The official beginning of the Port of Hamburg was in 1189, when Emperor Friedrich Barbarossa gave the right to hold markets to Hamburg. Now Hamburg is not only the biggest port in germany but also number 9 of all container-harbours in the world.
Hamburg's harbour is the biggest in Germany. Everyday big container-ships, cruiseships and other ships arrive and leave. They can easily be watched from Landungsbruecken, where there are many cafes and restaurants.
Hamburg Harbour on the River Elbe, founded in 812 for the importance of its location close to the North Sea, has been Central Europe's main port for passengers and freight for centuries. It is the largest sea port in Germany and the second largest in Europe, with over 7 million containers being handled here in 2004.
The history of the famous windjammer "SS Rickmer Rickmers"(the boat in the photo) which is moored in Hamburg Harbour can be found here:
The Landungsbrücken (literally "landing bridges" -- passenger docks) are Hamburg's railway station for boat trips. They were built for steamers heading abroad, especially to America. There still are cruise ships calling in Hamburg, but they have modern passenger docks a couple of hundreds of meters upstream.
A harbour cruise with one of the tourist boats is a must!
There are also ferries across the river elbe and further down the river to the exclusive suburb of Blankenese, the old city of Stade and Helgoland, an isolated island in the North Sea.
The whole port of Hamburg is not to be visited, but there are some great oportunities to see some of it though:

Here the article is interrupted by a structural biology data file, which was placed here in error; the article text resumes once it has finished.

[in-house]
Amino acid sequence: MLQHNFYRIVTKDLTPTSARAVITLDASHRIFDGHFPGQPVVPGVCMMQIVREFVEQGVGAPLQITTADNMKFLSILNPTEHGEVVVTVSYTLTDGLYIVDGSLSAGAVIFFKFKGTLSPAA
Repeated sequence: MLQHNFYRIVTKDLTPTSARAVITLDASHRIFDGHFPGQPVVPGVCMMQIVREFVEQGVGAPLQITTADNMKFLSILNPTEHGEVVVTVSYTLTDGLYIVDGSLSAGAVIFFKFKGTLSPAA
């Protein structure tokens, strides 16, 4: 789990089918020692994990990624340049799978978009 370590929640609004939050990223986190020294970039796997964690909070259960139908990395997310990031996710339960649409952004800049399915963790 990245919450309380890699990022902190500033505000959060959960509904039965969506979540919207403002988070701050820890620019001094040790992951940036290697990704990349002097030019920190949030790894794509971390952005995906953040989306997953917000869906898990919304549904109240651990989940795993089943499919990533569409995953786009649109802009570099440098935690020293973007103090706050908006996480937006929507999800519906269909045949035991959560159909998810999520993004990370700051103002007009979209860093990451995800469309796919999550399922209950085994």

- The most pleasant way is to join one of the tours offered on the "barkassen" leaving from the backside of Landungsbrücken.
- One can also take one of several harbour ferries, which are, like
- bus no. 156 part of the public transportation system. This bus takes you on a great trip from Wilhemsburg to the "Old Ebtunnel"
The port of Hamburg is Europe's second largest (Rotterdam is bigger) and Germany's largest. Despite having developed into one of Germany's largest manufacturing cities the port has remained the heart of the Hanseatic city and is for those living inland Hamburg's greatest attraction. No visitor to Hamburg should leave "Germany's Gateway to the World" without seeing at first hand the bewildering diversity and shear size of the port.
This is a great way to have a look at the sights of the harbour. I am glad I went on this cruise.
The boat we were on was quite cramped up (as it was full capacity) but everyone was in a nice relaxed mood, so no one really bothered about that minor inconvenience. The narrations was in German (of course) but I was lucky to get some information translated by my guide (who was very amused by the narrations).
All in all, we managed to take so many pictures as the weather was just so incredible then :-) Have a look at my travelogue below to see what I saw.
The "Rickmer Rickmers" is an old vessel that has been changed into a museum. It is quite an adventure to visit this vessel - it makes you feel like a pirate!!!
This former East India trading ship is open daily to visitors from 10 A.M. until 6 P.M.
Food and beverages served in the restaurant and two clubrooms.
The 700 m long floating dock near the underground station Landungsbrücken is Hamburg’s waterway station. This is where tours of the harbour start, from here harbour ferries depart and the HADAG steamers to nearby Finkenwerder, Övelgönne and Blankenese. Even imposing luxury cruiseships put in here from time to time - in 2004 the "Queen Mary" was here! Colorful souvenir shops offer waterfront memories to buy and fish restaurants are lined up there.
The tower on the eastern side indicates the water level as well as the time and the ship’s bell tolls every half an hour.